When the GX7 came out, it replaced the GX1 and became the flagship model in the GX series. Now this segment has expanded: the GX8 takes the lead and the new GX80 is a step below. Panasonic had to create more differences between these two cameras; otherwise the more attractive price of the GX80 could have interfered with GX8 sales.

The first thing I dislike is the grip: it is smaller and less comfortable than the one on the GX7, whose grip was more rounded and prominent. This was more helpful with longer lenses.

panasonic gx85 review
The grip is more comfortable on the previous model (GX7).

Then we have the EVF: both cameras share exactly the same unit. It has a 16:9 screen based on field sequential technology with a combined resolution of 2.764k and a decent 0.7x magnification. The perception of a higher resolution is welcome but against backlit situations it can produce a rainbow effect if you are panning quickly. For some users, this is a big problem but personally I never had any serious problems with it even when using the GX7.

However the most important letdown is that the EVF on the new camera can no longer be tilted. That was a unique feature of the GX series and I find it useful in situations where you are shooting at a low angle but can’t rely on the LCD because of sunlight for example. I know that some users and reviewers found it unnecessary. For me it’s one of those features that is there if needed – otherwise you just keep it in the default position.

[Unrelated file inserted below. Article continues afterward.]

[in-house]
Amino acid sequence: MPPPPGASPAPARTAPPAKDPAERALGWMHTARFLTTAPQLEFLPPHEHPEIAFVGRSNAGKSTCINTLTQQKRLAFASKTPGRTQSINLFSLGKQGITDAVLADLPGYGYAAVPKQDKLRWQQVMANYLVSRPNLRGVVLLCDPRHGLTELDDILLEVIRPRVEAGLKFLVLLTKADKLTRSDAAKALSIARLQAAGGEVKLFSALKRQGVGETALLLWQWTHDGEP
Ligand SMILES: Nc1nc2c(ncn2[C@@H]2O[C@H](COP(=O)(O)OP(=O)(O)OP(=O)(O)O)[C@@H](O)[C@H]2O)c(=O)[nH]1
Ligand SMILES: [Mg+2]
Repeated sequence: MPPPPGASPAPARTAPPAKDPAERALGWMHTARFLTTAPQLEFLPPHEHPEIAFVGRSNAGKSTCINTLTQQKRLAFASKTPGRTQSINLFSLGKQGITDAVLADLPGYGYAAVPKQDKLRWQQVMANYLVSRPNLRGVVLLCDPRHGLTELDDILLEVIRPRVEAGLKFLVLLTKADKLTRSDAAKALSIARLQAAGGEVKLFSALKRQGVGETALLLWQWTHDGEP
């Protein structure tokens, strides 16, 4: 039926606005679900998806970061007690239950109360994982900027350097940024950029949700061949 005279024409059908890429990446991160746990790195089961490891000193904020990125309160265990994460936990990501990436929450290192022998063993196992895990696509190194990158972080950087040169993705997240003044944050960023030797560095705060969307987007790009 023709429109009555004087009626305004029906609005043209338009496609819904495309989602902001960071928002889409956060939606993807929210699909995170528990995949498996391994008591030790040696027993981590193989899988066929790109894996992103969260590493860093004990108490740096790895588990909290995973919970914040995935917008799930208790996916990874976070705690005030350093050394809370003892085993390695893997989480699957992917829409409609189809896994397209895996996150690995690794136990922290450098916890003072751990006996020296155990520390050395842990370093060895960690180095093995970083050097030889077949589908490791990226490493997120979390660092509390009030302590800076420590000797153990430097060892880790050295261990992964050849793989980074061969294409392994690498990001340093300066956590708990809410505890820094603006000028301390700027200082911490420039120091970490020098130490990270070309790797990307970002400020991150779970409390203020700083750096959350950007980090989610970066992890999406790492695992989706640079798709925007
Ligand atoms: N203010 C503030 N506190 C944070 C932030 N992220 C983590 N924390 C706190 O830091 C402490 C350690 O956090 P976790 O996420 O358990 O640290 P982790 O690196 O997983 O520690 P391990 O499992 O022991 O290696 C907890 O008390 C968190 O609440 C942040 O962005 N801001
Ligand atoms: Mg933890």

panasonic gx85 review
On the GX80, the EVF can’t be tilted anymore.

Since the EVF is exactly the same in terms of specifications and size, and the camera body has a similar design, I can’t see why it couldn’t be there, if not just to create an extra difference with the GX8. The only positive addition to the GX80 is the Live View option at 60fps, which is especially helpful in low light for both the EVF and LCD screen.

Another complaint is the disappearance of the AF/MF selector. This is another thing I like on all Panasonic cameras especially when shooting video. I often found it handy to switch quickly between AF and MF and that selector is perfect for that. Now you have to assign the AF mode to a custom button and scroll between fours options (AFS, AFF, AFC and MF) which isn’t as immediate.

panasonic gx85 review
The built-in flash doesn’t control other units wirelessly.

Finally the built-in flash on the GX80 won’t control other flash units wirelessly unlike the GX7. You need an external unit like the new FL200L. The supplied flash of the LX100 works as well. The new flash also has a slower max. sync speed (1/160s vs 1/320s on the GX7).